Submitted by Blake on February 15, 2000 - 10:56am
A Story from the Denver Post, on the refusal of University of Colorado law school\'s library to put up a Black History month display.
A group of black law students wanted to tell their classmates this month about the case of an escaped slave denied freedom by the courts, and the U.S. Supreme Court ruling that separate but equal was the best way for races to co-exist.
But the director of the University of Colorado law school\'s library said no.\"She hasn\'t proffered any reasonable explanations,\" said Haygood, a second-year law student from Denver. \"Today, she said she is the one in charge of that display case and can decide what goes in there.\"
Submitted by Blake on February 15, 2000 - 10:51am
A Story from Iowa, on the debate over filtering.
Iowa\'s public librarians say their budgets should not be tied to putting safeguards on Internet sites.
An effort by the Marshall County Board of Supervisors to deny extra money to local libraries that do not install filters on Internet service has triggered a debate over free speech and local control.
The suggestion died last week because of a tight county budget, officials said.
One librarian says the idea sets \"a really dangerous precedent.\"
Submitted by Blake on February 15, 2000 - 10:47am
The Idaho Statesman has a Story HERE on the removal of several books from a middle school.
Several books by prolific youth horror author Christopher Pike will not be available to students at West Middle School, because concerns were raised about violent content, Principal Jeff Read said Monday.
Read spent the weekend reading five of Pike’s novels — “Chain Letter 2,” “Midnight Club,” “Remember Me 3,” “The Star Group” and “Bury Me Deep.” He also skimmed over several more, he said, and concluded that none of them was appropriate for middle-school readers.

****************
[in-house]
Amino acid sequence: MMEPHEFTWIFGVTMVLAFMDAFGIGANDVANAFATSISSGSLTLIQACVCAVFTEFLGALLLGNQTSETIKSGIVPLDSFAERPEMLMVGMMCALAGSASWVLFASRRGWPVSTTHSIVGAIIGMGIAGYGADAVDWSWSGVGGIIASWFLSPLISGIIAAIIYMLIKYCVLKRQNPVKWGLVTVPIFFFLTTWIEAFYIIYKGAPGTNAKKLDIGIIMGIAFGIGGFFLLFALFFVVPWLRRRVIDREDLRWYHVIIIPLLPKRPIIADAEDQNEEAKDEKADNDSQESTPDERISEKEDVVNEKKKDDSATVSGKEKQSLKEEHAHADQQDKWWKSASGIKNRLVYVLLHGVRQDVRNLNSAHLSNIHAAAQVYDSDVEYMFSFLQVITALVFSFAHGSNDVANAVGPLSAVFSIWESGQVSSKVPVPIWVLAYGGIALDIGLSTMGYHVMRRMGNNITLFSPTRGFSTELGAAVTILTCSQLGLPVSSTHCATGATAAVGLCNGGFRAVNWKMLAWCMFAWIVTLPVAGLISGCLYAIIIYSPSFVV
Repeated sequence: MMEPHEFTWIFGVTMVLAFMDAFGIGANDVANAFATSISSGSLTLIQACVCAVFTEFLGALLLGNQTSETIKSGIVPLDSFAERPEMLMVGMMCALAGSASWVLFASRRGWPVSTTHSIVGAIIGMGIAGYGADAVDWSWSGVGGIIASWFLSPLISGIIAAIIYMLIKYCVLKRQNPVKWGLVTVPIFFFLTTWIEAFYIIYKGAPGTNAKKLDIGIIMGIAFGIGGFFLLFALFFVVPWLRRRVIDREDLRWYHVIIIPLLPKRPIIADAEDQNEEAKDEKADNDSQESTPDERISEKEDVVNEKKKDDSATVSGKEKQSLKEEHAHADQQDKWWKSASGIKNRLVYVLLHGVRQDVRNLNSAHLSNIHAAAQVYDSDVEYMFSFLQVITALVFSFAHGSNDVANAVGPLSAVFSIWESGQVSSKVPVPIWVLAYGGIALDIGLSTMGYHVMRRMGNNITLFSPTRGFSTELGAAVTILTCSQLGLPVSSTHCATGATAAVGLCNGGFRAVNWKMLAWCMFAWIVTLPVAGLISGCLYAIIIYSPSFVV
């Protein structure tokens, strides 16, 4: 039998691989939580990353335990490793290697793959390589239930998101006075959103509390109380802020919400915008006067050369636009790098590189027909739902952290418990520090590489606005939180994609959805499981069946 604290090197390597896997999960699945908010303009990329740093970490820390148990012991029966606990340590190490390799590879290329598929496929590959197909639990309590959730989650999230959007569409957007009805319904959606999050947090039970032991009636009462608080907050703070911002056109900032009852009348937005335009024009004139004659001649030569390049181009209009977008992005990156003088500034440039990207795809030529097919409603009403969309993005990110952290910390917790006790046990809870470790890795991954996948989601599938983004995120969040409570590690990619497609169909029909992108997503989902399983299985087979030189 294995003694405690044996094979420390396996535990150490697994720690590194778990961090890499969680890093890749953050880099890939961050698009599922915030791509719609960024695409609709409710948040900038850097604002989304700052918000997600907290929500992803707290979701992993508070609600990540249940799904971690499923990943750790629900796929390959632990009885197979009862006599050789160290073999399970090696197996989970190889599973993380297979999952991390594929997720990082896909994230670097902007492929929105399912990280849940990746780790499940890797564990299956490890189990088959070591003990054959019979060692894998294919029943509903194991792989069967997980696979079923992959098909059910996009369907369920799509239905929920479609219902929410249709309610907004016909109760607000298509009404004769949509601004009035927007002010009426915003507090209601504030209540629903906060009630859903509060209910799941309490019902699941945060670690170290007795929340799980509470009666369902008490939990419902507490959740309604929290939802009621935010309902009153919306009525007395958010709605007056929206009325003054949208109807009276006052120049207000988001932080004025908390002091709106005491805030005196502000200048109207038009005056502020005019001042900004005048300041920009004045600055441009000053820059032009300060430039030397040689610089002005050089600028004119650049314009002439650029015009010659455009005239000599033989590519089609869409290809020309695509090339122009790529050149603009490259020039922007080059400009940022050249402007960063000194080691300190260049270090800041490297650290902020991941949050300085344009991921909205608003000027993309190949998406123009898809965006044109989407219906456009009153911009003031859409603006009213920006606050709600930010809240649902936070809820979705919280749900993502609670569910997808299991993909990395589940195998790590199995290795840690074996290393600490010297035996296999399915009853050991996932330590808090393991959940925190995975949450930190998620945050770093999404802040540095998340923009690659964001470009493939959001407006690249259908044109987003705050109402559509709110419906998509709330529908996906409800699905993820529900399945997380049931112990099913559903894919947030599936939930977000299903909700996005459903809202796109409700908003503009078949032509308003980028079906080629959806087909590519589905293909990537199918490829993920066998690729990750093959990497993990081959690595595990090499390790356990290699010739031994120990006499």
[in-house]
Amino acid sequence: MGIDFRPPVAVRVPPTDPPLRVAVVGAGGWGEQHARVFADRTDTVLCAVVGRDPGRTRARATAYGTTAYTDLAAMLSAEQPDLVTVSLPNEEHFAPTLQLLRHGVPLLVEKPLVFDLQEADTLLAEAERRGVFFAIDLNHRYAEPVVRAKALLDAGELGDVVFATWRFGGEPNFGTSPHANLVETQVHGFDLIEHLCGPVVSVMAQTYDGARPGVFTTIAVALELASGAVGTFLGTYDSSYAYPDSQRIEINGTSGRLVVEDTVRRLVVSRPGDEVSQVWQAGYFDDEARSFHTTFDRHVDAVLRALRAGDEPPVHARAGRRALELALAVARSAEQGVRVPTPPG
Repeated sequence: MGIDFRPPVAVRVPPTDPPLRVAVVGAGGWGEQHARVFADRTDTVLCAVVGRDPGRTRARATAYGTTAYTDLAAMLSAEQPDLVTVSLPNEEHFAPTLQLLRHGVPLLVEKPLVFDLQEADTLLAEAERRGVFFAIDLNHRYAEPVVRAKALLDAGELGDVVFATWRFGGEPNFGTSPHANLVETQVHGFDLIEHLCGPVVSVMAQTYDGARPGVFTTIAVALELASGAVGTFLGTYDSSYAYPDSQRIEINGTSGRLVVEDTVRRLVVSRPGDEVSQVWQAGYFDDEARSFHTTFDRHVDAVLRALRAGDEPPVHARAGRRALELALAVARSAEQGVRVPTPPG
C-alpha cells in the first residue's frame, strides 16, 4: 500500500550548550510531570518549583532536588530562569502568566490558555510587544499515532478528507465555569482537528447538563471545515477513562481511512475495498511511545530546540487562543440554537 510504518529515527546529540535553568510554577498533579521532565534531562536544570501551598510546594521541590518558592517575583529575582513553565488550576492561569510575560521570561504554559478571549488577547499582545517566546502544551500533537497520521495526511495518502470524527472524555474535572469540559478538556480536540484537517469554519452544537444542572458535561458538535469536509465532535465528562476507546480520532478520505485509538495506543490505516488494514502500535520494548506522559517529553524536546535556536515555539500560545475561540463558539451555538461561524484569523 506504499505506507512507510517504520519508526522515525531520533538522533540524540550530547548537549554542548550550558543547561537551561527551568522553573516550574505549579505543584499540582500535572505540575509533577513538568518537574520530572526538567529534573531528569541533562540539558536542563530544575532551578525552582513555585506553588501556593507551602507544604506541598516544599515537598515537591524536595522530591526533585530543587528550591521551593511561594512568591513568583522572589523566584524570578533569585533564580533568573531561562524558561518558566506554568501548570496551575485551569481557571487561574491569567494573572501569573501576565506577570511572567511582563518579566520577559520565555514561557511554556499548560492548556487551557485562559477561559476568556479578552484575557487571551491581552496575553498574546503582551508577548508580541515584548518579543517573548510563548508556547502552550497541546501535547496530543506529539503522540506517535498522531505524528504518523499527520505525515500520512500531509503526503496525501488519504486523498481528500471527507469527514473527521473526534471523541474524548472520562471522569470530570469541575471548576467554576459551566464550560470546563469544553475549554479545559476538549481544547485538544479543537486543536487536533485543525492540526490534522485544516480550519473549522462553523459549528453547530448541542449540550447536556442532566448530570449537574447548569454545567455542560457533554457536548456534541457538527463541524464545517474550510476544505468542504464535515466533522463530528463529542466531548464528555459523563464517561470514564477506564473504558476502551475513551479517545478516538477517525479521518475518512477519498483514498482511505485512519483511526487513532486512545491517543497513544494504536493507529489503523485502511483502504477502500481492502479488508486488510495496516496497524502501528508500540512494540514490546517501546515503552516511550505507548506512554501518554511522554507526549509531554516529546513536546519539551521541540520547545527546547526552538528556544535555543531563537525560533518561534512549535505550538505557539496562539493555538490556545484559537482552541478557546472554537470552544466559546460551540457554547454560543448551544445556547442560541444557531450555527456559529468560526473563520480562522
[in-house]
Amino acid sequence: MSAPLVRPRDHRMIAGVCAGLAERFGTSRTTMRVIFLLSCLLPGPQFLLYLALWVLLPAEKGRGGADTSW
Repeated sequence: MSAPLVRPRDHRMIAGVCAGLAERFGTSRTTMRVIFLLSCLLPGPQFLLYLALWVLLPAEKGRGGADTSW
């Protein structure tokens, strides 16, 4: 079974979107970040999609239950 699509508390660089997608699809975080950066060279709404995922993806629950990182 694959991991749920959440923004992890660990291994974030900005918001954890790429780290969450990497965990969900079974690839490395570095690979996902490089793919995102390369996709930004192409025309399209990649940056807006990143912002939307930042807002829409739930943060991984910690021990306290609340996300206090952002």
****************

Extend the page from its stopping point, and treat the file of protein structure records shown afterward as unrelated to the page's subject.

“I didn’t like them,” he said, explaining that they contain graphic descriptions of torture and violence, sexual innuendoes and profanity.
Submitted by Blake on February 14, 2000 - 6:18pm
Greenville County South Carolina is in the odd position of having people paying great attention to the upcoming library board elections. Story Here at Greenville Online
The Internet pornography issue has turned the normally ho-hum business of filling seats on the library board into a heated race, putting the controversy squarely in the Greenville County Council\'s lap next week as it chooses seven board members from a field of 16 candidates.
The higher-than-usual interest in the 11-member board comes at a time when the library is being criticized by a consultant who says the system is \"dysfunctional,\" offers poor service in many areas and lacks coordination with its branches.
\"This time we don\'t have to beg for candidates,\" said County Councilman Joe Dill.
Submitted by Blake on February 14, 2000 - 6:14pm
A story from Oklahoma on filtering policies in public libraries.
The policies in libraries ranging in size from New York City to Hominy have a common theme -- read at your own risk.
\"Ultimately, everyone has to take individual responsibility,\" said Jon Walker, division director for automation and collection services for the Tulsa City- County Library.
\"When you look at all the media including television and print, you have bad things in all those arenas. We have to teach people the skills to be able to discern what is accurate and important.\"
The Oklahoma Library Association and the Oklahoma Department of Libraries support and encourage libraries to develop an Internet policy but do not make recommendations for content.
Local library boards have the final decision about what is passed and enforced in their communities.
Submitted by Blake on February 14, 2000 - 4:40pm
The world\'s oldest-known Valentine\'s Day message, written in 1477, was unveiled on Monday at the British Library and proves that when it comes to love, some things never change.
On February 14, 523 years ago, Margery Brews wrote what has become the oldest surviving Valentine\'s card, using all her womanly wiles to try and convince her lover to marry her.
She flattered her fiance, appealed to his chivalry, then she turned to emotional blackmail.
The letter is part of the library\'s Millennium exhibition: ``Chapter & Verse: 1,000 years of English literature.\'\'
Submitted by Blake on February 14, 2000 - 4:35pm
MSNBC had this short report.
Charges have been dropped against a man who was last month arrested for having overdue library books.
Jeremy Christian Soder, 29, was arrested Jan. 7 during a traffic stop in Fort Myers. A check of his records showed a Pinellas County warrant for failing to appear in court for overdue library material.
Soder said at the time he wanted to learn Spanish for a 1998 trip to Costa Rica, so he checked out about $80 worth of books and tapes from the Clearwater Public Library.